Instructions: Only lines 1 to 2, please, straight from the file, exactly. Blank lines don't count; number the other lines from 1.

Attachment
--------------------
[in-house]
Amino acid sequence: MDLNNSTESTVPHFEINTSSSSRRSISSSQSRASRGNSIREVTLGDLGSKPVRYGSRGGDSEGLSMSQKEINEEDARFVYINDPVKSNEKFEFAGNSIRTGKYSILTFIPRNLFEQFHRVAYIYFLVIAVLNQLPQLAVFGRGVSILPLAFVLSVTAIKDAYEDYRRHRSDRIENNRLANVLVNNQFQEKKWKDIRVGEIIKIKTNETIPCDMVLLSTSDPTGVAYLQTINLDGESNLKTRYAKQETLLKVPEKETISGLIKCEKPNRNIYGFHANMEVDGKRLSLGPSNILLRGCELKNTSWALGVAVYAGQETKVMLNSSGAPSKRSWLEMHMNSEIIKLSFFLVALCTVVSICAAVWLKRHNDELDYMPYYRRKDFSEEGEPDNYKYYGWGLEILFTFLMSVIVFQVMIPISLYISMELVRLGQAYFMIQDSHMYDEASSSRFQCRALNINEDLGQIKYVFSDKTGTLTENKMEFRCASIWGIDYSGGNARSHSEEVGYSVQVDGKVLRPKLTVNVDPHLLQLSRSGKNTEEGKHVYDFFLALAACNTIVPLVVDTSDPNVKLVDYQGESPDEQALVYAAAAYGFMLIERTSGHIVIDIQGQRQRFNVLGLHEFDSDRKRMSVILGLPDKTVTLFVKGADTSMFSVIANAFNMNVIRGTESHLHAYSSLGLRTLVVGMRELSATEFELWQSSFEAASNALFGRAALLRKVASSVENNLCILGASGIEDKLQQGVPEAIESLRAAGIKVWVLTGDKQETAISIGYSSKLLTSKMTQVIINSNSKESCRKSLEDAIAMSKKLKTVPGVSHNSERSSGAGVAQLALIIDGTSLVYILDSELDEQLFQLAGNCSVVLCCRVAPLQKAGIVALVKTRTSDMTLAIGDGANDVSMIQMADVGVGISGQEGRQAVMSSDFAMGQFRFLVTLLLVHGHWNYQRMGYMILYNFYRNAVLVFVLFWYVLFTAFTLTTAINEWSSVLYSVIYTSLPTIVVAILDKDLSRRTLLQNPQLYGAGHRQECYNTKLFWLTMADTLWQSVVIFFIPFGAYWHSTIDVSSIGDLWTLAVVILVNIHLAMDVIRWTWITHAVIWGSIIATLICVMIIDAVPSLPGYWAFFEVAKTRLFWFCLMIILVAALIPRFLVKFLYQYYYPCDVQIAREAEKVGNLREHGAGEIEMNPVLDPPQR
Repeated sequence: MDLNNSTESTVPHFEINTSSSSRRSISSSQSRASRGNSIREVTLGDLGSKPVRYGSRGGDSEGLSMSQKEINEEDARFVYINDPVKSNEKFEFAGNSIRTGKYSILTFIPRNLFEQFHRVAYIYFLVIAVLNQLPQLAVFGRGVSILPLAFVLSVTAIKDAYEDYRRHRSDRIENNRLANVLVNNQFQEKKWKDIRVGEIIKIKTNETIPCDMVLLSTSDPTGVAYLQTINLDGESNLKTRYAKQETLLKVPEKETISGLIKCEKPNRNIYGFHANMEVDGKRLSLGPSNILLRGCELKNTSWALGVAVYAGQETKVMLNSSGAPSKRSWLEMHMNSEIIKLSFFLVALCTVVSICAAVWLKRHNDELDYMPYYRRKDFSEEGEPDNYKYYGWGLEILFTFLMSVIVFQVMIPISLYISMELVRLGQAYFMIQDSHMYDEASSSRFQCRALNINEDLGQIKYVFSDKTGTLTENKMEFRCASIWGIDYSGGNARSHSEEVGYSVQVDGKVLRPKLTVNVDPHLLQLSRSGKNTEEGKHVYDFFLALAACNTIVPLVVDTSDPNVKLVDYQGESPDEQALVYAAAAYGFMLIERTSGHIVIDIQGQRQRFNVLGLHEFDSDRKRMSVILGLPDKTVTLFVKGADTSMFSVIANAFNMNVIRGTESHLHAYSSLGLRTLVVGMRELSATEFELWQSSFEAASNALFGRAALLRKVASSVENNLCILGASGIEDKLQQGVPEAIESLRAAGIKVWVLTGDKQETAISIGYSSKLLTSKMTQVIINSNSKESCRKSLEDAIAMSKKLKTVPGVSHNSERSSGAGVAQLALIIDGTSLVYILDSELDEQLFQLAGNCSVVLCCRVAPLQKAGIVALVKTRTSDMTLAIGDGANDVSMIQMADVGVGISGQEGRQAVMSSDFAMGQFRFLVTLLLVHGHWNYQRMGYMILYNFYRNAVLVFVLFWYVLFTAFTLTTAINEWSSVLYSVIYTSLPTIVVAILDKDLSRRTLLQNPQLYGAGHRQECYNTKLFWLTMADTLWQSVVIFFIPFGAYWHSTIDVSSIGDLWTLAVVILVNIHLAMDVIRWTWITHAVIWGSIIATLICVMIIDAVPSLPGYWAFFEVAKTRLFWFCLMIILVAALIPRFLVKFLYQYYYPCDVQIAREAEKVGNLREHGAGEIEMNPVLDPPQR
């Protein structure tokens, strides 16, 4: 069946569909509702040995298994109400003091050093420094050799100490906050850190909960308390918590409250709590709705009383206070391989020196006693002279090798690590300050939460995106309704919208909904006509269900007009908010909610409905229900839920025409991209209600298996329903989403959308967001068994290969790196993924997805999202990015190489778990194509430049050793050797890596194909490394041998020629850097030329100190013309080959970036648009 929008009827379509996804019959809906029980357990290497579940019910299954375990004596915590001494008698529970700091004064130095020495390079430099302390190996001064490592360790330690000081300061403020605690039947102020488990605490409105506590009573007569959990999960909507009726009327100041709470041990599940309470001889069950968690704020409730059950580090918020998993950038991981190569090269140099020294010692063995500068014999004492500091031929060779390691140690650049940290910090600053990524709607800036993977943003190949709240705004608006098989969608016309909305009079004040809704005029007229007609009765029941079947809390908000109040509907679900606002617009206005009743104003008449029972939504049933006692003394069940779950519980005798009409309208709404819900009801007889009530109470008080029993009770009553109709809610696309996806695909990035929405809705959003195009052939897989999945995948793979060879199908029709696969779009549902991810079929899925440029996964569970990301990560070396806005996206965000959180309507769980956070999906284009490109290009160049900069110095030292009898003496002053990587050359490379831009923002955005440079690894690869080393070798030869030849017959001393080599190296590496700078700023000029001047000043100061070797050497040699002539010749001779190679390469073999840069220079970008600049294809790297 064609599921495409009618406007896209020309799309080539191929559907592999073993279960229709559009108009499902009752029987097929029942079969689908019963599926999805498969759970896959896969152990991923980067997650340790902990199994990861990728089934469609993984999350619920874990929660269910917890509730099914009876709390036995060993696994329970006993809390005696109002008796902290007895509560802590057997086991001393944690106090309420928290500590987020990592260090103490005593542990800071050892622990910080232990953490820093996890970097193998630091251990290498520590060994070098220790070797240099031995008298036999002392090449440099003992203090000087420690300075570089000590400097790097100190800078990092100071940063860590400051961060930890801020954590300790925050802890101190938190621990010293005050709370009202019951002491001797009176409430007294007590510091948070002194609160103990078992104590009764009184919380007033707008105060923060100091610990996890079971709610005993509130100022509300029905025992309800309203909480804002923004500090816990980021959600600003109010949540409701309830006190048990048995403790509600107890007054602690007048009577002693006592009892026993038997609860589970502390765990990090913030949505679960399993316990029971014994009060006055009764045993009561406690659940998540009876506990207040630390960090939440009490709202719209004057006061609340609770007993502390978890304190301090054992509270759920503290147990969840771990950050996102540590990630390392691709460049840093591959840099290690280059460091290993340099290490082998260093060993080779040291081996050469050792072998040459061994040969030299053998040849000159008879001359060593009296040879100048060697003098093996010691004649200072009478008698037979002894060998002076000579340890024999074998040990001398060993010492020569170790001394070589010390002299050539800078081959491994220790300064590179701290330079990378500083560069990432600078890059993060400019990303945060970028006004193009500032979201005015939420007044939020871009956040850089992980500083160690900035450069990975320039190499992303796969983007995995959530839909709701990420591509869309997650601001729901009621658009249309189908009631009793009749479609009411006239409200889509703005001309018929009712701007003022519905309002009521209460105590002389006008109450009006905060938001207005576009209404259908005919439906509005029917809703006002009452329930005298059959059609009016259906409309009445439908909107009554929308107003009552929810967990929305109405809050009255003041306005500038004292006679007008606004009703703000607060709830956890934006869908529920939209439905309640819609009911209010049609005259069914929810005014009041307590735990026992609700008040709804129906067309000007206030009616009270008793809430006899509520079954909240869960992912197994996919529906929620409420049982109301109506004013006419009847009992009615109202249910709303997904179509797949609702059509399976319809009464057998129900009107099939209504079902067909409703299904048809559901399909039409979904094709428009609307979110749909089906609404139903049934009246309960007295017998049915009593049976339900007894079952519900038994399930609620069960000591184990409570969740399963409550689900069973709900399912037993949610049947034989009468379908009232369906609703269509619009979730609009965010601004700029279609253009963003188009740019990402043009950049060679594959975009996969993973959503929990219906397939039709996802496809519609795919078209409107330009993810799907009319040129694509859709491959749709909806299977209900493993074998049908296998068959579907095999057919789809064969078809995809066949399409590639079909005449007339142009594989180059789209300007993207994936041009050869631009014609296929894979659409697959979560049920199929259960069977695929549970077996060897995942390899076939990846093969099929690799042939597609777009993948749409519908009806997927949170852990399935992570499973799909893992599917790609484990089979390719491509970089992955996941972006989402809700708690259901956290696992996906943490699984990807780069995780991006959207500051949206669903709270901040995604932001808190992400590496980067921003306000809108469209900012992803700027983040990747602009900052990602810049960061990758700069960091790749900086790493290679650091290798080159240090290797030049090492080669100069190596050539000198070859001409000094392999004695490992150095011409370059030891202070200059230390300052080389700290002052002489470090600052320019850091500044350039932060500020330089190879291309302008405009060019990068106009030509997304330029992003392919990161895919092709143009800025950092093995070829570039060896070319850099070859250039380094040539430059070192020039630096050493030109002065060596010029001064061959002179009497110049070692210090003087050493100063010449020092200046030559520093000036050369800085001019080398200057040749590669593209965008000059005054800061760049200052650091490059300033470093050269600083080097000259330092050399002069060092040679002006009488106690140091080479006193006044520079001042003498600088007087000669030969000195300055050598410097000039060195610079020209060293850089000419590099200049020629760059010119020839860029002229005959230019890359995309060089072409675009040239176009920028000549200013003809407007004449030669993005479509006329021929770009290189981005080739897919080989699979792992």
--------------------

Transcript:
[in-house]
Amino acid sequence: MDLNNSTESTVPHFEINTSSSSRRSISSSQSRASRGNSIREVTLGDLGSKPVRYGSRGGDSEGLSMSQKEINEEDARFVYINDPVKSNEKFEFAGNSIRTGKYSILTFIPRNLFEQFHRVAYIYFLVIAVLNQLPQLAVFGRGVSILPLAFVLSVTAIKDAYEDYRRHRSDRIENNRLANVLVNNQFQEKKWKDIRVGEIIKIKTNETIPCDMVLLSTSDPTGVAYLQTINLDGESNLKTRYAKQETLLKVPEKETISGLIKCEKPNRNIYGFHANMEVDGKRLSLGPSNILLRGCELKNTSWALGVAVYAGQETKVMLNSSGAPSKRSWLEMHMNSEIIKLSFFLVALCTVVSICAAVWLKRHNDELDYMPYYRRKDFSEEGEPDNYKYYGWGLEILFTFLMSVIVFQVMIPISLYISMELVRLGQAYFMIQDSHMYDEASSSRFQCRALNINEDLGQIKYVFSDKTGTLTENKMEFRCASIWGIDYSGGNARSHSEEVGYSVQVDGKVLRPKLTVNVDPHLLQLSRSGKNTEEGKHVYDFFLALAACNTIVPLVVDTSDPNVKLVDYQGESPDEQALVYAAAAYGFMLIERTSGHIVIDIQGQRQRFNVLGLHEFDSDRKRMSVILGLPDKTVTLFVKGADTSMFSVIANAFNMNVIRGTESHLHAYSSLGLRTLVVGMRELSATEFELWQSSFEAASNALFGRAALLRKVASSVENNLCILGASGIEDKLQQGVPEAIESLRAAGIKVWVLTGDKQETAISIGYSSKLLTSKMTQVIINSNSKESCRKSLEDAIAMSKKLKTVPGVSHNSERSSGAGVAQLALIIDGTSLVYILDSELDEQLFQLAGNCSVVLCCRVAPLQKAGIVALVKTRTSDMTLAIGDGANDVSMIQMADVGVGISGQEGRQAVMSSDFAMGQFRFLVTLLLVHGHWNYQRMGYMILYNFYRNAVLVFVLFWYVLFTAFTLTTAINEWSSVLYSVIYTSLPTIVVAILDKDLSRRTLLQNPQLYGAGHRQECYNTKLFWLTMADTLWQSVVIFFIPFGAYWHSTIDVSSIGDLWTLAVVILVNIHLAMDVIRWTWITHAVIWGSIIATLICVMIIDAVPSLPGYWAFFEVAKTRLFWFCLMIILVAALIPRFLVKFLYQYYYPCDVQIAREAEKVGNLREHGAGEIEMNPVLDPPQR